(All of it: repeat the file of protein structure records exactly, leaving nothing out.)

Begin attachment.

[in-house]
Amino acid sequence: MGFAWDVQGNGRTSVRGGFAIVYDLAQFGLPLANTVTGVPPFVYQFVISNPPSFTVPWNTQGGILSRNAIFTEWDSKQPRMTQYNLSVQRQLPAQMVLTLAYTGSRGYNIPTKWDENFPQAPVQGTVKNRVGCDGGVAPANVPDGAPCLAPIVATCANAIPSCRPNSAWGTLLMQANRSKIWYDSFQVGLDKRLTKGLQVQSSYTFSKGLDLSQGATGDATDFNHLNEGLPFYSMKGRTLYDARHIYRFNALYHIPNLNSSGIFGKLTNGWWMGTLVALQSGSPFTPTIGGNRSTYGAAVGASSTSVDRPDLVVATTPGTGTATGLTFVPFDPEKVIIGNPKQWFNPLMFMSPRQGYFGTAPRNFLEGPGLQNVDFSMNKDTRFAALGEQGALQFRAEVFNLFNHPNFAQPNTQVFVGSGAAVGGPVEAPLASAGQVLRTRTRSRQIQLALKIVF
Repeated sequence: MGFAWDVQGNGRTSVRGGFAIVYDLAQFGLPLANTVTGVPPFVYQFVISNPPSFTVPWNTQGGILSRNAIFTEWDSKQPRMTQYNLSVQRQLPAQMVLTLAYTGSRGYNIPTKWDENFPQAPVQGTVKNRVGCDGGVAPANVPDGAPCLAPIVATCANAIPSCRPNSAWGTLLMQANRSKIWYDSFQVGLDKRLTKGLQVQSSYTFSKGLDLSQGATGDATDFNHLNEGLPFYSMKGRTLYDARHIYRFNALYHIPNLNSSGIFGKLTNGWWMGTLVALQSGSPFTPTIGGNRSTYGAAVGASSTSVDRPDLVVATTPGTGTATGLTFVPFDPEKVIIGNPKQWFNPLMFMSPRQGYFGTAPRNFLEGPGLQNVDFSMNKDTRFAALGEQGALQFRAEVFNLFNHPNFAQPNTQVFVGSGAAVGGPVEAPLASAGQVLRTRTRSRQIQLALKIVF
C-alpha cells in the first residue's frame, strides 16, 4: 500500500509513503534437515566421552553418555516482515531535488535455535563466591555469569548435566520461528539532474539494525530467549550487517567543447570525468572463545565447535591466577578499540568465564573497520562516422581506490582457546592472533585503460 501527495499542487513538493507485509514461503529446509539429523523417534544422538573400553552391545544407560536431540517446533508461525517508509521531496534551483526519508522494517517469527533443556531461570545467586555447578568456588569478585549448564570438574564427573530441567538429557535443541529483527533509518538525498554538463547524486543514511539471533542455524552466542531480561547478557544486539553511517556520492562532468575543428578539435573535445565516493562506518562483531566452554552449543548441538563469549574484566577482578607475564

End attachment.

[in-house]
Amino acid sequence: MGFAWDVQGNGRTSVRGGFAIVYDLAQFGLPLANTVTGVPPFVYQFVISNPPSFTVPWNTQGGILSRNAIFTEWDSKQPRMTQYNLSVQRQLPAQMVLTLAYTGSRGYNIPTKWDENFPQAPVQGTVKNRVGCDGGVAPANVPDGAPCLAPIVATCANAIPSCRPNSAWGTLLMQANRSKIWYDSFQVGLDKRLTKGLQVQSSYTFSKGLDLSQGATGDATDFNHLNEGLPFYSMKGRTLYDARHIYRFNALYHIPNLNSSGIFGKLTNGWWMGTLVALQSGSPFTPTIGGNRSTYGAAVGASSTSVDRPDLVVATTPGTGTATGLTFVPFDPEKVIIGNPKQWFNPLMFMSPRQGYFGTAPRNFLEGPGLQNVDFSMNKDTRFAALGEQGALQFRAEVFNLFNHPNFAQPNTQVFVGSGAAVGGPVEAPLASAGQVLRTRTRSRQIQLALKIVF
Repeated sequence: MGFAWDVQGNGRTSVRGGFAIVYDLAQFGLPLANTVTGVPPFVYQFVISNPPSFTVPWNTQGGILSRNAIFTEWDSKQPRMTQYNLSVQRQLPAQMVLTLAYTGSRGYNIPTKWDENFPQAPVQGTVKNRVGCDGGVAPANVPDGAPCLAPIVATCANAIPSCRPNSAWGTLLMQANRSKIWYDSFQVGLDKRLTKGLQVQSSYTFSKGLDLSQGATGDATDFNHLNEGLPFYSMKGRTLYDARHIYRFNALYHIPNLNSSGIFGKLTNGWWMGTLVALQSGSPFTPTIGGNRSTYGAAVGASSTSVDRPDLVVATTPGTGTATGLTFVPFDPEKVIIGNPKQWFNPLMFMSPRQGYFGTAPRNFLEGPGLQNVDFSMNKDTRFAALGEQGALQFRAEVFNLFNHPNFAQPNTQVFVGSGAAVGGPVEAPLASAGQVLRTRTRSRQIQLALKIVF
C-alpha cells in the first residue's frame, strides 16, 4: 500500500509513503534437515566421552553418555516482515531535488535455535563466591555469569548435566520461528539532474539494525530467549550487517567543447570525468572463545565447535591466577578499540568465564573497520562516422581506490582457546592472533585503460 501527495499542487513538493507485509514461503529446509539429523523417534544422538573400553552391545544407560536431540517446533508461525517508509521531496534551483526519508522494517517469527533443556531461570545467586555447578568456588569478585549448564570438574564427573530441567538429557535443541529483527533509518538525498554538463547524486543514511539471533542455524552466542531480561547478557544486539553511517556520492562532468575543428578539435573535445565516493562506518562483531566452554552449543548441538563469549574484566577482578607475564